At least four Venezuelan troops have abandoned their posts at the country’s border with Colombia as confrontations with protesters over incoming humanitarian aid grow more violent by the day.
The soldiers abandoned their watch on Saturday near the Simon Bolivar International Bridge at the Venezuela-Colombian border and reportedly requested assistance from Colombian immigration officials. In nearby Urena, the Venezuelan National Guard fired tear gas and rubber bullets at protesters attempting to cross the border in order to work, BBC reports. Protesters were seen throwing rocks at troops and attacking buses.
On Friday, at least two people were reportedly killed by Venezuelan forces near the Brazilian border.
Rising tensions have erupted amid opposition leader and self-declared President Juan Guaido’s decision to lead a caravan with thousands of volunteers to the Colombian border to collect at least 200 tons of humanitarian aid, primarily food and medicine. Guaido rose to power last month, arguing that Nicolas Maduro’s re-election in May 2018 was invalid and marred by vote-rigging.
On Thursday, Maduro announced that he planned to close Venezuela’s border with Brazil “totally and completely” to stop the import of humanitarian aid from foreign countries, namely the United States. He added that he would close the border between Colombia if necessary.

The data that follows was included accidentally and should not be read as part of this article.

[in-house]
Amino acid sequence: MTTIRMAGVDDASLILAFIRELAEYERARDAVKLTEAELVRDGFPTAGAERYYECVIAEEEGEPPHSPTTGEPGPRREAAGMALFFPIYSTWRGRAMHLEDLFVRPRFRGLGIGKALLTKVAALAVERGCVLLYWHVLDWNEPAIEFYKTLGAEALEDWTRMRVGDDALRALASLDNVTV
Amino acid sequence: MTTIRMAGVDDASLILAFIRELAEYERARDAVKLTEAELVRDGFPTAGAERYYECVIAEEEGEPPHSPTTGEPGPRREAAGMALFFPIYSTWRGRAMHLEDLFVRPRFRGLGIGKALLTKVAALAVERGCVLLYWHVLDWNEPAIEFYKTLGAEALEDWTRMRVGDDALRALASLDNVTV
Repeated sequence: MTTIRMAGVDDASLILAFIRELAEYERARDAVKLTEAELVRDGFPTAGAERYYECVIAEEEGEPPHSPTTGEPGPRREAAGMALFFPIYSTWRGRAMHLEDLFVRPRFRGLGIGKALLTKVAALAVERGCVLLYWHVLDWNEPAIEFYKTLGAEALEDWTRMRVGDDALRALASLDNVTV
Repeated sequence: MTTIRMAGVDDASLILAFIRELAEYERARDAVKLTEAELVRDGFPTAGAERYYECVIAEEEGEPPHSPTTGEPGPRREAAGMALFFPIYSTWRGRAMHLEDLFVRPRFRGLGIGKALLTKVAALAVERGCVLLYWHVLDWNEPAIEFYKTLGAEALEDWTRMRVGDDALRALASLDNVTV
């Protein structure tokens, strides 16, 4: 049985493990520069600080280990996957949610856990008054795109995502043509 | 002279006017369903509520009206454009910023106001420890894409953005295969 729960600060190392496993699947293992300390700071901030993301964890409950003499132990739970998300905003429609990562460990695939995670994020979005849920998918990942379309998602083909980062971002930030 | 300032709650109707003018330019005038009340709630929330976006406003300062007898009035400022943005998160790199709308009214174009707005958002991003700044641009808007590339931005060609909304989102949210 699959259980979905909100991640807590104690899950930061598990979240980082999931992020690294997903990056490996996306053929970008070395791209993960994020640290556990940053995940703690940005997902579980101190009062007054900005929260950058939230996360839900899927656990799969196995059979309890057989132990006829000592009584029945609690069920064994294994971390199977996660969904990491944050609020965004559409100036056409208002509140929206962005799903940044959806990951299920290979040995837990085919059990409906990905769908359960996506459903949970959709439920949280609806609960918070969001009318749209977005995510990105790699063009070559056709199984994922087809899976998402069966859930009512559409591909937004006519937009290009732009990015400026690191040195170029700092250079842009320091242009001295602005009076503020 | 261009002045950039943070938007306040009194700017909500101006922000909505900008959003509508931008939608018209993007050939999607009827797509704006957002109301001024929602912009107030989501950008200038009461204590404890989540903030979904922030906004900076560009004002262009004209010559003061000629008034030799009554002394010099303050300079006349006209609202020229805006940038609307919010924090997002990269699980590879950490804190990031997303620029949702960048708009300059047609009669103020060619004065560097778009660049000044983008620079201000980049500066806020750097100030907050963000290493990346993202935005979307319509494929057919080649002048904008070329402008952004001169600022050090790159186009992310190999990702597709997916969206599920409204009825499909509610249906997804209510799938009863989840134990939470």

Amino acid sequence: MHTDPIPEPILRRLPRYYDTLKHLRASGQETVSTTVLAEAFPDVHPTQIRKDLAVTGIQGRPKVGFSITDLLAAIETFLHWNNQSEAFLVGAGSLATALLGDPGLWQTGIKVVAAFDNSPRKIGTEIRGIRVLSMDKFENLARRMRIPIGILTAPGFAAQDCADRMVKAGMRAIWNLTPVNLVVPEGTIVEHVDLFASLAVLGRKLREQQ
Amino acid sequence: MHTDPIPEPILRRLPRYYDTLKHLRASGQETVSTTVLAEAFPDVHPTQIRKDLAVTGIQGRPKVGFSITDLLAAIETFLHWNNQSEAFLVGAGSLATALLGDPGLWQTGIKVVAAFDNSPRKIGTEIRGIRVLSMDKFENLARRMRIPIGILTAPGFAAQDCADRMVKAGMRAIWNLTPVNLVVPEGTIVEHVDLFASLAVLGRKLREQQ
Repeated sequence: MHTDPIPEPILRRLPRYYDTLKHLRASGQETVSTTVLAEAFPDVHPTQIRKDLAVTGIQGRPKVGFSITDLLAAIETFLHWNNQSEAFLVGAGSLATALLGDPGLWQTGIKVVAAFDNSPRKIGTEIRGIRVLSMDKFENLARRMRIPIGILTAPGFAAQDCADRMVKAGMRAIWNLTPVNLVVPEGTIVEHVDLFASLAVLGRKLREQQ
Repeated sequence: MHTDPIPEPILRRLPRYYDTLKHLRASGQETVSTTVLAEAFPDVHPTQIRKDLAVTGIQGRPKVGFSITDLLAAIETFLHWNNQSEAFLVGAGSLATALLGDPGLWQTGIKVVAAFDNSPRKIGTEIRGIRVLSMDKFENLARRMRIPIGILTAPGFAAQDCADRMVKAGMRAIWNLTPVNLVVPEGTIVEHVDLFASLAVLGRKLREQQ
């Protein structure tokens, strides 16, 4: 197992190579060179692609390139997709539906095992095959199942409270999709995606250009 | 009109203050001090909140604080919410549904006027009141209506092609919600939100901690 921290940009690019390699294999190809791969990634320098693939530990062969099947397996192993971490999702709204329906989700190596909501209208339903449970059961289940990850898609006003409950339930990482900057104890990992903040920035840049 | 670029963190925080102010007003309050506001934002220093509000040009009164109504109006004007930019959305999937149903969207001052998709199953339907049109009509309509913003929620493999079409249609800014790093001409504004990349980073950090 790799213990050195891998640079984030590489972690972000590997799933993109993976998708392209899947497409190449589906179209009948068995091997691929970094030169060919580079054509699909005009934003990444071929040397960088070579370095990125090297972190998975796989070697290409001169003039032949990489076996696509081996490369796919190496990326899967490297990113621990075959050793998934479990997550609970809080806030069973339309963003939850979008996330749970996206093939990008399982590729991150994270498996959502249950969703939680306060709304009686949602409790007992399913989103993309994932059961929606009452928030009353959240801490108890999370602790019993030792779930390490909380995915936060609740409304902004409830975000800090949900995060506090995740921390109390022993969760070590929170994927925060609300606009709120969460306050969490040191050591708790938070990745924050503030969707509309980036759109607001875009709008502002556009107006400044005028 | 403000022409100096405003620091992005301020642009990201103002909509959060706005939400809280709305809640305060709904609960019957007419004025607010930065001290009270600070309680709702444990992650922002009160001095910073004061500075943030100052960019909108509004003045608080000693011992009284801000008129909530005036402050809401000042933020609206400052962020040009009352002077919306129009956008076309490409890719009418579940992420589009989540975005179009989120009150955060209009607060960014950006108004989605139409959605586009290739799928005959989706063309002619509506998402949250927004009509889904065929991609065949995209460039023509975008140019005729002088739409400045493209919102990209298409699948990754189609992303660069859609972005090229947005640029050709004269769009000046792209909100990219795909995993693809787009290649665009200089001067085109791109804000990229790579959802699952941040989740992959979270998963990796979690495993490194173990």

Maduro argued that foreign aid was an attempt by the United States to undermine his authority. The United States has vocalized support for Maduro’s opposition, while Maduro has received support from countries such as Russia, Cuba and China.
“What the U.S. empire is doing with its puppets is an internal provocation,” Maduro said on Thursday. “They wanted to generate a great national commotion, but they didn’t achieve it.”
Through his Twitter account on Saturday, Maduro emboldened Venezuelans to “mobilize.”
“Let’s all take to the streets to defend our independence with conscience and joy,” he wrote.
The decision for Venezuelan troops to abandon their posts at the Colombian border illustrates the conflict posed by pressures from opposing political forces in a time of great economic strife for the Venezuelan people. The United Nations announced in August that more than three million migrants and refugees left Venezuela because of its lack of food and medications.
“I’ve spent days thinking about this,” said one of the soldiers who left his post. The man, whose identity was not revealed, called on other soldiers to join him in abandoning their support for Maduro’s socialist government.
“There is a lot of discontent inside the forces, but also lots of fear,” he added.
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